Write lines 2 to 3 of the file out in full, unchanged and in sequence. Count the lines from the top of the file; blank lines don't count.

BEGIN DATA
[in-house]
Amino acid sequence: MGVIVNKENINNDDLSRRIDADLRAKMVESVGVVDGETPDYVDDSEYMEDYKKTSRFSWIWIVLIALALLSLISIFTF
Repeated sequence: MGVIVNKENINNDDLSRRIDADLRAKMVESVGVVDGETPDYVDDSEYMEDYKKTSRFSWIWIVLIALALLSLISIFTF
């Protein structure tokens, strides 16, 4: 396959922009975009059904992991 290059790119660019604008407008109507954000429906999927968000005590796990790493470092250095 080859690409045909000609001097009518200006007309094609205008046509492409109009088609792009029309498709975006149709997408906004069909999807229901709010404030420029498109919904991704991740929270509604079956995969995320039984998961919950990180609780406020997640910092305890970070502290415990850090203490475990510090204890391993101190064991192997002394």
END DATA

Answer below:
Amino acid sequence: MGVIVNKENINNDDLSRRIDADLRAKMVESVGVVDGETPDYVDDSEYMEDYKKTSRFSWIWIVLIALALLSLISIFTF
Repeated sequence: MGVIVNKENINNDDLSRRIDADLRAKMVESVGVVDGETPDYVDDSEYMEDYKKTSRFSWIWIVLIALALLSLISIFTF